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Real-World Economics Review

How does bloated CEO pay maximize shareholder value? One of the great mysteries of the world

from Dean Baker There is plenty of evidence at this point that CEO pay bears little relationship to returns to shareholders. Yet, it is an article of faith in policy circles, especially progressive policy circles, that companies are being run to maximize returns to shareholders. This is why I loved this story. According to the NYT, Chad Richison, the CEO of Paycom, had a pay package that was worth $211 million. When it came up for vote of shareholders in a say-on-pay ballot, it was voted...

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If history follows the path Thomas Piketty noted, it will . . .

from Ikonoclast  (originally a comment) If history follows the path Thomas PIketty noted, it will take a major war or revolution to change matters. Each time profit rises faster than the overall rate of growth we get a war, like WW1 or WW2 or a great depression like most of the 1930s. Sometimes we get the depression, then the war. Piketty noted that under capitalism’s axioms: If R (rate of return on capital) is Greater Than G (growth in inflation adjusted dollars) then inequality...

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On the limits of ‘mediation analysis’ and ‘statistical causality’

from Lars Syll “Mediation analysis” is this thing where you have a treatment and an outcome and you’re trying to model how the treatment works: how much does it directly affect the outcome, and how much is the effect “mediated” through intermediate variables … In the real world, it’s my impression that almost all the mediation analyses that people actually fit in the social and medical sciences are misguided: lots of examples where the assumptions aren’t clear and where, in any case,...

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The quant case for open-access COVID vaccines

from Blair Fix Around the world, rich countries are celebrating as their COVID numbers fall. Their success is no mystery — it’s because of a massive rollout of COVID vaccines. While we should celebrate the development of these vaccines, their deployment highlights the tyrannies of capitalism. Most of the basic research for COVID vaccines was funded by the public. Yet their manufacture is controlled by Big Pharma. The predictable result is that vaccines flow to the highest bidder and Big...

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Power shifts, or not?

from Peter Radford “Even someone as smart as Larry Summers.”   Power can flummox even the best economist.  A typical explanation of events in an economy makes scant reference to the way in which power distorts the wondrous smooth motions that so obsess the discipline.  It’s almost as if human relationships don’t exist in those wonderful models they are all so proud of.  For the rest of us, power is central.  It takes little time to realize that establishing an imbalance can have all sorts...

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Pharmaceuticals: Beating the hell out of the average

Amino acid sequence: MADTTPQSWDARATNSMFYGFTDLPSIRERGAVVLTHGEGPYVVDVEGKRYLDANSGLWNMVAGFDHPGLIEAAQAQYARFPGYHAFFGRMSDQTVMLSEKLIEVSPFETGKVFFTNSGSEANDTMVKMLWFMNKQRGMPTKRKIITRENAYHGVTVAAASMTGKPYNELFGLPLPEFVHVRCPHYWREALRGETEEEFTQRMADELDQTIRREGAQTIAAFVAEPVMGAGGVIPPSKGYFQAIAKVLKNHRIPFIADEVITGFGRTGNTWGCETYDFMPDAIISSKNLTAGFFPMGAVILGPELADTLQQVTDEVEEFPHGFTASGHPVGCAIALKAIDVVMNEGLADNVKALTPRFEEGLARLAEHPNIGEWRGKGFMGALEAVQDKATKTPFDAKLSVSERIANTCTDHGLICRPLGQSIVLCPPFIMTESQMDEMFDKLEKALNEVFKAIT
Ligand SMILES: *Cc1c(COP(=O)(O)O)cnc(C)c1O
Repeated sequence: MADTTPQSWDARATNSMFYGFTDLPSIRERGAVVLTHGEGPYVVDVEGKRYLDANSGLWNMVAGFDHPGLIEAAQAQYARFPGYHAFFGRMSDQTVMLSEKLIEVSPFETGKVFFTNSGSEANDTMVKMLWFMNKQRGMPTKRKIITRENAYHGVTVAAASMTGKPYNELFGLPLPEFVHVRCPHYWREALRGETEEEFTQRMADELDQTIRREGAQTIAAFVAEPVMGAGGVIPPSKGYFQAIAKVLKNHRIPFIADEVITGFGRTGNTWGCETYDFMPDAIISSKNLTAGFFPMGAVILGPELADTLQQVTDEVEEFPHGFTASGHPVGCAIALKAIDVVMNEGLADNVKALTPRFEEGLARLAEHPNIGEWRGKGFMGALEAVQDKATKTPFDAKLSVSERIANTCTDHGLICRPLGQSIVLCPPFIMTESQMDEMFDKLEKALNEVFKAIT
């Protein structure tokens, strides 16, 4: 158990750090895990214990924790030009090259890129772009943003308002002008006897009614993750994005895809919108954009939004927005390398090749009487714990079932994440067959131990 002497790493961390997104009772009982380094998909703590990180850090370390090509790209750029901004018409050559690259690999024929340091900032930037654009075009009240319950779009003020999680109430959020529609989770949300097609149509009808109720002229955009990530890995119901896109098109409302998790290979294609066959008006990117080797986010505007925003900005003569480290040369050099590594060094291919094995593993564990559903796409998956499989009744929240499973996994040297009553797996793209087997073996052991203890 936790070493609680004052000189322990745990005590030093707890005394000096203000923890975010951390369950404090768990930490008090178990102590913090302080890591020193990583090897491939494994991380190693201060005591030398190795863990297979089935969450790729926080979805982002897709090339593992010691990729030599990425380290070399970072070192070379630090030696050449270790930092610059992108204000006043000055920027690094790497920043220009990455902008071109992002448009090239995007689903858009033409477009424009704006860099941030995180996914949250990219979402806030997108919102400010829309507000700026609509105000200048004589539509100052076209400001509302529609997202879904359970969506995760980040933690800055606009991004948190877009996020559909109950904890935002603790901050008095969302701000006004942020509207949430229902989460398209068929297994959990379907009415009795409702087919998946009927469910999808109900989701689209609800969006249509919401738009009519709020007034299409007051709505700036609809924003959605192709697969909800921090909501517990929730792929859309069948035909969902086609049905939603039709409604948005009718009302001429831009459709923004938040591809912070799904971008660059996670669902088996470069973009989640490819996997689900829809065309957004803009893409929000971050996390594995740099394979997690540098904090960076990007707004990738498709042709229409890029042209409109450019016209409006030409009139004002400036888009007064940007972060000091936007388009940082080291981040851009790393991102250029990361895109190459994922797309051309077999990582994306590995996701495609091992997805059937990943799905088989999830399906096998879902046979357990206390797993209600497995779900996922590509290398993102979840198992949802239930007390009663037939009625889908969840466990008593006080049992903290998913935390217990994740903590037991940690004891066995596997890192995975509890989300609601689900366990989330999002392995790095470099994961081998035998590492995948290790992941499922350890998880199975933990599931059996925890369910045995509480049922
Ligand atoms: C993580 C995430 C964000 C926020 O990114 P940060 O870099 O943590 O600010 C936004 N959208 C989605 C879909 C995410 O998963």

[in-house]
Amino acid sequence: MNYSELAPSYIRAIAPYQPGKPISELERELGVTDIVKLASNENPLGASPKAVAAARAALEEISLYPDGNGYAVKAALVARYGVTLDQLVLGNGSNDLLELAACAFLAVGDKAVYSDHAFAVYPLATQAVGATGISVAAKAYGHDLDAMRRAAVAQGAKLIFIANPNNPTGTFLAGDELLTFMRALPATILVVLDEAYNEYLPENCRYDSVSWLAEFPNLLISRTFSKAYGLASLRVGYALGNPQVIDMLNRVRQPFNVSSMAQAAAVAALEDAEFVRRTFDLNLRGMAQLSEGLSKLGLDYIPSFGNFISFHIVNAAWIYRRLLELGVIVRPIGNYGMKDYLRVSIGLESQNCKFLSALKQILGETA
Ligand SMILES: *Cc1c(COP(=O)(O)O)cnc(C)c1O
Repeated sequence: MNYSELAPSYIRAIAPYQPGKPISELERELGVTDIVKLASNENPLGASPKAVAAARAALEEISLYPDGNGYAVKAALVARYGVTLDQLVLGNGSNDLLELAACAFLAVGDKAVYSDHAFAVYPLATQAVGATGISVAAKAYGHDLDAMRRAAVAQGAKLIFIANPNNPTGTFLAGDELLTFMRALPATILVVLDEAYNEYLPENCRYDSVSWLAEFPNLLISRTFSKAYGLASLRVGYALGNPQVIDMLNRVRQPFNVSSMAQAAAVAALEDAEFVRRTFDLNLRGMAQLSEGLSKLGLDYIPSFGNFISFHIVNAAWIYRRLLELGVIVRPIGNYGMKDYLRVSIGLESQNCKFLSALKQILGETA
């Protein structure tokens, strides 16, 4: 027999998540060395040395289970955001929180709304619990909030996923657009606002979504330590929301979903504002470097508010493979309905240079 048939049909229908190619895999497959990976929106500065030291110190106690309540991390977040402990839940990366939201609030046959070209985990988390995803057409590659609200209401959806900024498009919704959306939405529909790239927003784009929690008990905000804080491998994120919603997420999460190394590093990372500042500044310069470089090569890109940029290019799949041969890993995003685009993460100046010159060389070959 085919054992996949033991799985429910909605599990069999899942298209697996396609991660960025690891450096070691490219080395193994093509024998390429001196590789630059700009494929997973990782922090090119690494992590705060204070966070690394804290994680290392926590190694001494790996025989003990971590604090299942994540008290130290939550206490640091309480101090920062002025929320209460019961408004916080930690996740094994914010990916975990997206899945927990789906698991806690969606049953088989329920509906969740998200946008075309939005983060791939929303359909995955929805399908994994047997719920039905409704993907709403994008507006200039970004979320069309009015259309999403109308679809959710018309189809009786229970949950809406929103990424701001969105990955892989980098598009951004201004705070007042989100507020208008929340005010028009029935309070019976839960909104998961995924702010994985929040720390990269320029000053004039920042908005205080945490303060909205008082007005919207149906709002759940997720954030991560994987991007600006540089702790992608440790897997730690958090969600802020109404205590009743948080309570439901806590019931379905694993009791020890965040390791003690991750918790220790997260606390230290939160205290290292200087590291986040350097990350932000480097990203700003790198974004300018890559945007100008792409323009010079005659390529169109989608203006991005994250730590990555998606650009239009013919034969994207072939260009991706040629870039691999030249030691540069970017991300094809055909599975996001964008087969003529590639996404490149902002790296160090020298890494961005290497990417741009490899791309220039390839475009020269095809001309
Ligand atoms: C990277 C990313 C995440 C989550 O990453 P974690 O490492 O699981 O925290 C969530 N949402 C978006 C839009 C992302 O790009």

from Shimshon Bichler and Jonathan Nitzan A lot has been written on the imminent decline of pharmaceuticals: their falling production, reduced R&D, declining innovation, the opioid crisis, patent cliffs, biting competition from generic drugs, growing opposition to IPR. The list goes on. Top Guns Judging by the yardsticks that matter the most, though – namely, the companies’ relative profit and relative capitalization – pharmaceuticals are doing just fine. In fact, based on these...

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And we are still doing nothing substantive to stop this

from Ikonoclast  (originally a comment) . . . what really counts is the amount of coal, oil and gas we are burning and thus how much CO2 we are releasing into the atmosphere. The benign Holocene is ending. Scientists have declared we have already entered a new era, the Anthropocene. The climate, and thus weather patterns, of the benign (for humans at least) Holocene were a resource for human civilization. It is common mistake, and one I long made, to pay attention only to primary input...

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Patent monopolies and inequality: When we give rich people money, why does inequality surprise us?

from Dean Baker In recent weeks there have been several articles noting the enormous wealth that a small number of people have made off of the vaccines and treatments developed to control the pandemic. Many see this as an unfortunate outcome of our efforts to contain the pandemic. In that view, containing the pandemic is an immensely important goal, if some people get incredibly rich as result, it’s a price well worth paying. After all, maybe we can even tax back some of their wealth...

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Are mindless zombies a projection of what we fear we have really become?

from Ikonoclast (originally a comment) It’s strange in a time of gross over-population that dystopian fiction so often focuses on hypothesized fertility crises. We see this in The Handmaid’s Tale and Children of Men, for example. This is when the real problem is of course the diametric opposite. The earth has a vast over-population crisis of humans and an accelerating decline of all other forms of life (the sixth mass extinction). It leads me to wonder if genuine fears are deflected by an...

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